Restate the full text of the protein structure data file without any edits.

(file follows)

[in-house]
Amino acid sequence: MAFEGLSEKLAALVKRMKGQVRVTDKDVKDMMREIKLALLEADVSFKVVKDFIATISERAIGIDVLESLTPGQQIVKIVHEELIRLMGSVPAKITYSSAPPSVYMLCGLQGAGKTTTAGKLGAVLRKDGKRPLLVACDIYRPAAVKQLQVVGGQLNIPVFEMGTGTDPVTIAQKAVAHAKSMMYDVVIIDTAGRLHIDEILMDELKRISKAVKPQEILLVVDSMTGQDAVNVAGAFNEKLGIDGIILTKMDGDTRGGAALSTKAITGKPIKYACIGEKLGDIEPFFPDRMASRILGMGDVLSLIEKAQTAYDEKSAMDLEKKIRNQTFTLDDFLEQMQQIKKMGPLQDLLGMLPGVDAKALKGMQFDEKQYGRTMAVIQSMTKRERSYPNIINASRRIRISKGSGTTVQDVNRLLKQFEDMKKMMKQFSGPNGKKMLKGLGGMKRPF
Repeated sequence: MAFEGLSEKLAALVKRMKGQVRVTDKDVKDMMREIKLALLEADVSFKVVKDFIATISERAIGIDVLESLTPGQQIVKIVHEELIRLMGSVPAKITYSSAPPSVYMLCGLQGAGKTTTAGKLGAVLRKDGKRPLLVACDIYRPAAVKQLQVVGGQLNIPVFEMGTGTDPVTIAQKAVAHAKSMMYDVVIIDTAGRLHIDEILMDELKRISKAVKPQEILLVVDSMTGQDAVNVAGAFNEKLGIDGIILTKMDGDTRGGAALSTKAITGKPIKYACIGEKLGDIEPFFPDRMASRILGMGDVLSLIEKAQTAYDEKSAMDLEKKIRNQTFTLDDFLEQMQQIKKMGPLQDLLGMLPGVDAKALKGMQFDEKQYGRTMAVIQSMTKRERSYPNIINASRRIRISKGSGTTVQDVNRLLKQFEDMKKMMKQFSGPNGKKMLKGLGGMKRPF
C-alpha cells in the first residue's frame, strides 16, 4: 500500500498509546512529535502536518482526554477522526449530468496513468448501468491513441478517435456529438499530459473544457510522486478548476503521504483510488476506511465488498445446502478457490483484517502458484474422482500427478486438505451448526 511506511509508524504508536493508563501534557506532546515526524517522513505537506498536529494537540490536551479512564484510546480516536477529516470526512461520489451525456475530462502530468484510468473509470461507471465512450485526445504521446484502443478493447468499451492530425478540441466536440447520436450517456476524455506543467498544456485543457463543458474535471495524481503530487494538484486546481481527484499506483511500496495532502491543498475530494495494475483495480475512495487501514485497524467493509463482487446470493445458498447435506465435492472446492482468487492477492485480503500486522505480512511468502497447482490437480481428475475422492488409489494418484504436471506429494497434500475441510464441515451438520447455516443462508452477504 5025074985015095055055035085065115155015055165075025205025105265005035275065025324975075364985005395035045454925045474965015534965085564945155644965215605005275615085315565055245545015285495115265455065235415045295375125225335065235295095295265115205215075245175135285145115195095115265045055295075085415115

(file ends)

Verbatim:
[in-house]
Amino acid sequence: MAFEGLSEKLAALVKRMKGQVRVTDKDVKDMMREIKLALLEADVSFKVVKDFIATISERAIGIDVLESLTPGQQIVKIVHEELIRLMGSVPAKITYSSAPPSVYMLCGLQGAGKTTTAGKLGAVLRKDGKRPLLVACDIYRPAAVKQLQVVGGQLNIPVFEMGTGTDPVTIAQKAVAHAKSMMYDVVIIDTAGRLHIDEILMDELKRISKAVKPQEILLVVDSMTGQDAVNVAGAFNEKLGIDGIILTKMDGDTRGGAALSTKAITGKPIKYACIGEKLGDIEPFFPDRMASRILGMGDVLSLIEKAQTAYDEKSAMDLEKKIRNQTFTLDDFLEQMQQIKKMGPLQDLLGMLPGVDAKALKGMQFDEKQYGRTMAVIQSMTKRERSYPNIINASRRIRISKGSGTTVQDVNRLLKQFEDMKKMMKQFSGPNGKKMLKGLGGMKRPF
Repeated sequence: MAFEGLSEKLAALVKRMKGQVRVTDKDVKDMMREIKLALLEADVSFKVVKDFIATISERAIGIDVLESLTPGQQIVKIVHEELIRLMGSVPAKITYSSAPPSVYMLCGLQGAGKTTTAGKLGAVLRKDGKRPLLVACDIYRPAAVKQLQVVGGQLNIPVFEMGTGTDPVTIAQKAVAHAKSMMYDVVIIDTAGRLHIDEILMDELKRISKAVKPQEILLVVDSMTGQDAVNVAGAFNEKLGIDGIILTKMDGDTRGGAALSTKAITGKPIKYACIGEKLGDIEPFFPDRMASRILGMGDVLSLIEKAQTAYDEKSAMDLEKKIRNQTFTLDDFLEQMQQIKKMGPLQDLLGMLPGVDAKALKGMQFDEKQYGRTMAVIQSMTKRERSYPNIINASRRIRISKGSGTTVQDVNRLLKQFEDMKKMMKQFSGPNGKKMLKGLGGMKRPF
C-alpha cells in the first residue's frame, strides 16, 4: 500500500498509546512529535502536518482526554477522526449530468496513468448501468491513441478517435456529438499530459473544457510522486478548476503521504483510488476506511465488498445446502478457490483484517502458484474422482500427478486438505451448526 511506511509508524504508536493508563501534557506532546515526524517522513505537506498536529494537540490536551479512564484510546480516536477529516470526512461520489451525456475530462502530468484510468473509470461507471465512450485526445504521446484502443478493447468499451492530425478540441466536440447520436450517456476524455506543467498544456485543457463543458474535471495524481503530487494538484486546481481527484499506483511500496495532502491543498475530494495494475483495480475512495487501514485497524467493509463482487446470493445458498447435506465435492472446492482468487492477492485480503500486522505480512511468502497447482490437480481428475475422492488409489494418484504436471506429494497434500475441510464441515451438520447455516443462508452477504 5025074985015095055055035085065115155015055165075025205025105265005035275065025324975075364985005395035045454925045474965015534965085564945155644965215605005275615085315565055245545015285495115265455065235415045295375125225335065235295095295265115205215075245175135285145115195095115265045055295075085415115